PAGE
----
We talk about our periods in terms of how they feel. But every day I get really specific about the volume, colour, viscosity and clottiness of period blood and I have some news for you. We are often confused about period blood.
So I’ve written this quick guide so you can
A. Know exactly, how heavily you bleed
B. Know if the sense of heaviness and the actual blood loss are different – if this is the case it’s worth investigating more.
C. Have some go-to’s for addressing periods that are causing issues.
A normal period is defined as less than 80mls of blood loss over the whole course of bleeding – less than 7 days. The average person’s blood loss is roughly 40-50mls. That is about 2 teaspoons per day for 2- heavy days and then 1⁄2 – 1 tsp for 2-4 remaining days. News to you? Read on…
What are some signs of too heavy bleeding?
- Being able to use only pantyliners for the entire period
- Not bleeding at all over night, and only needing light products during the day
- Having a period that lasts only 2-3 days only requiring light or infrequentproduct changes (eg a regular or light pad/tampon could be used for the whole day in terms of blood loss – might be changed just for freshness)How do I measure how much I bleed? Here are some ideas…
- Having to use both super tampons and pads and needing to change that every 1-2 hours
- Having to get up in the night to change overnight or super pads
- Having to empty a large cup multiple times during a day
- Using multiple packs of super tampons in one period
- Having to change super pads every 1-2 hours for a day or more.What are some signs of too light bleeding?
- If you use tampons, pads, period pants – simply weigh each one before you use it (record this), then weigh it once you have used it. End weight minus the beginner weight = the grams of blood you have lost. Grams and mls are roughly equal – so this is also the mls you have lost.
- you don’t need to do a beginning weight every time just weight each type/size of absorber and then keep a note of them.
- You can store used items in a zip lock bag and weigh them all at the end of the day.
Remember that 80ml is over the whole period so keep a log for an entire period.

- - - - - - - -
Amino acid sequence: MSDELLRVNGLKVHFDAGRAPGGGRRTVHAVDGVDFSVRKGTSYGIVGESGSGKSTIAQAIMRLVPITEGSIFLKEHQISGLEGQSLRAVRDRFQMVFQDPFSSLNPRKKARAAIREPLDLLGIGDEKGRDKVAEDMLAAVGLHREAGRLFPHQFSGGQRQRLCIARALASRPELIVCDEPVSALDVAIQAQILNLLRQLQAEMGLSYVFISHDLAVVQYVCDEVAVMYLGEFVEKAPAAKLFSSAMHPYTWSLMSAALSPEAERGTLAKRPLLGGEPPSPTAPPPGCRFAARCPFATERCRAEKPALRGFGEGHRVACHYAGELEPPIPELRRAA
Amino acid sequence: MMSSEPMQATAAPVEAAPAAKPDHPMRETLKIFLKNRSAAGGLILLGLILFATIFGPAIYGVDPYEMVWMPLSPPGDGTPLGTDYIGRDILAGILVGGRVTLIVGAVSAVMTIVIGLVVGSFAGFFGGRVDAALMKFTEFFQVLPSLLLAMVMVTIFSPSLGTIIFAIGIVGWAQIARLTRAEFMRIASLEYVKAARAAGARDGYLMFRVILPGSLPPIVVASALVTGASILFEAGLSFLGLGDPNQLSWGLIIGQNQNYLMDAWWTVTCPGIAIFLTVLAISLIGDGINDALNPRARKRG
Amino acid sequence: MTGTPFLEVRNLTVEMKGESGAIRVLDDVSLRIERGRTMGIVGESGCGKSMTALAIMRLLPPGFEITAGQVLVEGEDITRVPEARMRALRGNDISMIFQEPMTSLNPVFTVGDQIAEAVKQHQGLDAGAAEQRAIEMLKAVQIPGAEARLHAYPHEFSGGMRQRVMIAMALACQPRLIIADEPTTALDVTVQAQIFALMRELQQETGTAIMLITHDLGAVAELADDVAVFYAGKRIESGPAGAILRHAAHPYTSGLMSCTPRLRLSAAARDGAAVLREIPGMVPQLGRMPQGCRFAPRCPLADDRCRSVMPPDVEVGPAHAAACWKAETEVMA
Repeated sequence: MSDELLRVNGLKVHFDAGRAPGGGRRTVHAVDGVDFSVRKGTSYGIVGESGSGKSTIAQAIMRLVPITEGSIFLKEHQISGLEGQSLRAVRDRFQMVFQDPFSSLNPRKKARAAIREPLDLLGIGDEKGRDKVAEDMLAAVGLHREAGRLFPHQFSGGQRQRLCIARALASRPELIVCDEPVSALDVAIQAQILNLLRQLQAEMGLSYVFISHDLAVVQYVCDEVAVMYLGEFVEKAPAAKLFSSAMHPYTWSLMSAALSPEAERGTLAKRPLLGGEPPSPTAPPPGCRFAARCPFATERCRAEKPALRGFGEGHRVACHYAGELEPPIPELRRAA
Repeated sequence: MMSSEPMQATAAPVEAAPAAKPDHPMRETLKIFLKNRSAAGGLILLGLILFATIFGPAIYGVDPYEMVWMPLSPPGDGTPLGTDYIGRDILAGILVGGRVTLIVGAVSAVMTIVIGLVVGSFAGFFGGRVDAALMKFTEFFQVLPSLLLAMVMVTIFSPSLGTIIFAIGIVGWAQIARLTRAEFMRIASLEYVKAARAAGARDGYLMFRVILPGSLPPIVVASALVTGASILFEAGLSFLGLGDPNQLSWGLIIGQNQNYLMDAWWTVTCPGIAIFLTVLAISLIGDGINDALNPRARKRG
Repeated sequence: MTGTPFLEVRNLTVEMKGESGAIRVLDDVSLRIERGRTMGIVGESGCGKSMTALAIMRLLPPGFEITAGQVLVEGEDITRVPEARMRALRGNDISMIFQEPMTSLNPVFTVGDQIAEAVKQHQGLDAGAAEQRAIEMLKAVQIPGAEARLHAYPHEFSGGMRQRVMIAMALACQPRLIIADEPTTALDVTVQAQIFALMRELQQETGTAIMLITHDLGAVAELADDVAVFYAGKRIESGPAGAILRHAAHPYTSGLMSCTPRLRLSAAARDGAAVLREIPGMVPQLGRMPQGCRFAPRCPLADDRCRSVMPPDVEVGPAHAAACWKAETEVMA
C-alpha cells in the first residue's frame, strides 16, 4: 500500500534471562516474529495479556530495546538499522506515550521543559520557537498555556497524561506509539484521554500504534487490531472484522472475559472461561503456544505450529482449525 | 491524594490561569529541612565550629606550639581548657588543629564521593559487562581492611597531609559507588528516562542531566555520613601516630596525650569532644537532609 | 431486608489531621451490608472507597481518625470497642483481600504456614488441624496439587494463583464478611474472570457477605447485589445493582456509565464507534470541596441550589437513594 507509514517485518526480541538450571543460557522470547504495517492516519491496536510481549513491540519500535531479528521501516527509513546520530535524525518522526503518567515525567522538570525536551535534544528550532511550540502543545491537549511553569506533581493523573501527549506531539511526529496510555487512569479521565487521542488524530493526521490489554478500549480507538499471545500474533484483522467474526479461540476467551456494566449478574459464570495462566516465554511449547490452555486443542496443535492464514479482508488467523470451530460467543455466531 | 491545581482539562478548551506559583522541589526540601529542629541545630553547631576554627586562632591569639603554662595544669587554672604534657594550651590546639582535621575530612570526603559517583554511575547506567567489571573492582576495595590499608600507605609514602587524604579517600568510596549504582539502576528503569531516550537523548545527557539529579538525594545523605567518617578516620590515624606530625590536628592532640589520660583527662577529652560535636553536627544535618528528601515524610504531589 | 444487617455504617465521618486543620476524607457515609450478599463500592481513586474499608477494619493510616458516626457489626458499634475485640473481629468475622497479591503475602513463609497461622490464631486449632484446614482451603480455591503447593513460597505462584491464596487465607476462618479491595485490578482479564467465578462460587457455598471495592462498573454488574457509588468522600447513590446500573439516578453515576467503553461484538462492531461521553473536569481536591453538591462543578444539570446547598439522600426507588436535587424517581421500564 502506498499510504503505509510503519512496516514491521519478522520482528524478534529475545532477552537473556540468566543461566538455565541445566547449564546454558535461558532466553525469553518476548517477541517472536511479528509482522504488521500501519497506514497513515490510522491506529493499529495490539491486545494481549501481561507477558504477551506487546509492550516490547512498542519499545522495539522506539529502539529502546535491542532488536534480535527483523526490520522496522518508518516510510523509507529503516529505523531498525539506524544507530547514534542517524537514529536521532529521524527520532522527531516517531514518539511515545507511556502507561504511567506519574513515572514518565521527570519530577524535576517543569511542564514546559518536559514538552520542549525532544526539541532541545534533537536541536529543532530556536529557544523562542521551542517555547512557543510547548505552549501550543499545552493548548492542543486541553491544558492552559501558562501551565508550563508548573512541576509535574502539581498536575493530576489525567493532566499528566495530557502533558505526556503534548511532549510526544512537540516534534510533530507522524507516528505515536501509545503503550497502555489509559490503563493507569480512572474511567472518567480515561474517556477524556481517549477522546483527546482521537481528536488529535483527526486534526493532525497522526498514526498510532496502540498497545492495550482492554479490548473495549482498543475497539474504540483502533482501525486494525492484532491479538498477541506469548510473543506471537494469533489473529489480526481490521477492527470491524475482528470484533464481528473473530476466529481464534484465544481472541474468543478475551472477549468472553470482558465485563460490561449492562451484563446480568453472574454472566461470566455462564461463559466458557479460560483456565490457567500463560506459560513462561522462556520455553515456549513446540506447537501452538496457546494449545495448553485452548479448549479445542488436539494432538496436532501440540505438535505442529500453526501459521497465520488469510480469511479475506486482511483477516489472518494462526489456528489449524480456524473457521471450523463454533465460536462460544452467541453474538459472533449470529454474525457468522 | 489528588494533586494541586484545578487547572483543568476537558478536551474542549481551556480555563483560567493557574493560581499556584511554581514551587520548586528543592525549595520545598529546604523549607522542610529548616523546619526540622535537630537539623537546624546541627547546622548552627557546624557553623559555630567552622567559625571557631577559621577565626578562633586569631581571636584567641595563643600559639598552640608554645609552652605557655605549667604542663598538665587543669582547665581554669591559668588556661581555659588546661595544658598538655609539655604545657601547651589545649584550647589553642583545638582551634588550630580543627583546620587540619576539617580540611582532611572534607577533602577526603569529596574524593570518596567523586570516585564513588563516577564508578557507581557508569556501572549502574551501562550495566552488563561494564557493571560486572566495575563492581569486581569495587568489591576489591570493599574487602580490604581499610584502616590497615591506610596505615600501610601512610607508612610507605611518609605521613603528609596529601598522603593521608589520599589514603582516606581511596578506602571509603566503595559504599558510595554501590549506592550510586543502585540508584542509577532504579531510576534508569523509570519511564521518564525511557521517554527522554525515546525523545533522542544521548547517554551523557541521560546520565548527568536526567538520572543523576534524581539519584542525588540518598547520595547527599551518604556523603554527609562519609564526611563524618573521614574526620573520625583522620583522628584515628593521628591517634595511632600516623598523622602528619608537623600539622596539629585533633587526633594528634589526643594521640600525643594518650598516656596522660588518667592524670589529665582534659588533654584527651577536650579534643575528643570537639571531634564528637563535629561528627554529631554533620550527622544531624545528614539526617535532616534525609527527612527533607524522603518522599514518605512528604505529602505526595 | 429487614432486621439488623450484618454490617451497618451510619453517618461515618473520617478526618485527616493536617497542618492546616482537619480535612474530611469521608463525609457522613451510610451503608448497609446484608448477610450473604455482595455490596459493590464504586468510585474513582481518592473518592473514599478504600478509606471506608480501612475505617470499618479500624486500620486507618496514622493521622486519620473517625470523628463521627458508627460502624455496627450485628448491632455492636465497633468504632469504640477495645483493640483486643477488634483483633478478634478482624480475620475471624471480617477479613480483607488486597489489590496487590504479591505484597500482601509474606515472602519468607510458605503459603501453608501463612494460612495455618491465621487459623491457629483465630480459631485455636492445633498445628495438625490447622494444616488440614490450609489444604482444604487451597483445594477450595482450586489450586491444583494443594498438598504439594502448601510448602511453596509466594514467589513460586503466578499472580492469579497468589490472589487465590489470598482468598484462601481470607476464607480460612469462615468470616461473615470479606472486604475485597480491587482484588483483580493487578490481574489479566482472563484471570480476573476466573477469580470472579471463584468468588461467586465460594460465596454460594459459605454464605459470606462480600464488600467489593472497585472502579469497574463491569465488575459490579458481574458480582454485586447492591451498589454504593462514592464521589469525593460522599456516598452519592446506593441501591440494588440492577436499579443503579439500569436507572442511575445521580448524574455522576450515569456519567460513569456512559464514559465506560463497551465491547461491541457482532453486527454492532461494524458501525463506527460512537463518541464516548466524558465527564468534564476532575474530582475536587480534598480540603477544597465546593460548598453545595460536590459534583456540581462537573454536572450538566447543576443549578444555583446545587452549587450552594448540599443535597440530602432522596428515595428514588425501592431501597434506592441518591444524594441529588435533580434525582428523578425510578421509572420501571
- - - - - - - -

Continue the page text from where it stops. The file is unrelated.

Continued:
If you are using a cup it will often have the ml’s marked on the side. If it doesn’t you can fill it with water and then pour this into a measuring cup or medicine cup to see how many ml’s.
Why is too much blood an issue?
The endometrium is the lining of the womb that falls away each month as period blood. It is actually a tissue (complex structure) that is kept fresh and health via blood from our circulation. Your womb isn’t acting like a bowl holding the blood as a liquid mass. It’s like a cantaloupe and the endometrial tissue is the fruit bit lining the inside like a pulp. This tissue then falls away gradually over 3-7 days.
We need the right balance of hormones, circulation and womb muscle function for this to happen in an optimal way. The blood forms the tissue in response to the hormones estrogen and progesterone. But the blood itself is formed mainly around nutrient levels and the function of our liver and spleen organs. Ironically low mineral and vitamin levels (iron, zinc, vitamin A, B’s) often lead to heavy bleeding and then in turn lowers nutrient levels further.
Excess period bleeding drains the body of its vital life giving elixir – blood.
Why is too little blood an issue?
Too little blood indicates a few different issues. It can be that there is low blood generally due to nutrient deficiencies, chronic dehydration, or poor blood production for some reason. Or that there are low hormone levels and this results in little blood being laid down into the endometrial tissue in the womb.
I’m a naturopath and I can’t help myself – I want to know exactly what is causing your too much or too little or too painful period. But I know not everyone can access this type of deep intervention so…
Quick simply ways to address blood
Eat green veggies – everyday two times – 5 different types
Why? Because they improve hormone balance and are full of nutrients
Exercise – 3x per week
Why? Because it improves muscle function, promotes hormone regulation and regulates metabolism and circulation
Visit your GP and/or Naturopath
Why? There are a number of tests a GP can offer which will help identify nutrient issues in the blood. And I’d love to talk to you more about how to prevent and address nutrient deficiencies.
Avoid hormone disrupters and chemicals
Why? Common products like perfume, deodorants, herbicides/pesticides on our food, and chemicals in plastics are known to act like hormones and create disruption in the body. You will notice a marked improvement in wellbeing when you actively avoid these products and eat organic food.
How is your period? Leave us a comment! We would be happy to assist with any questions regarding this information.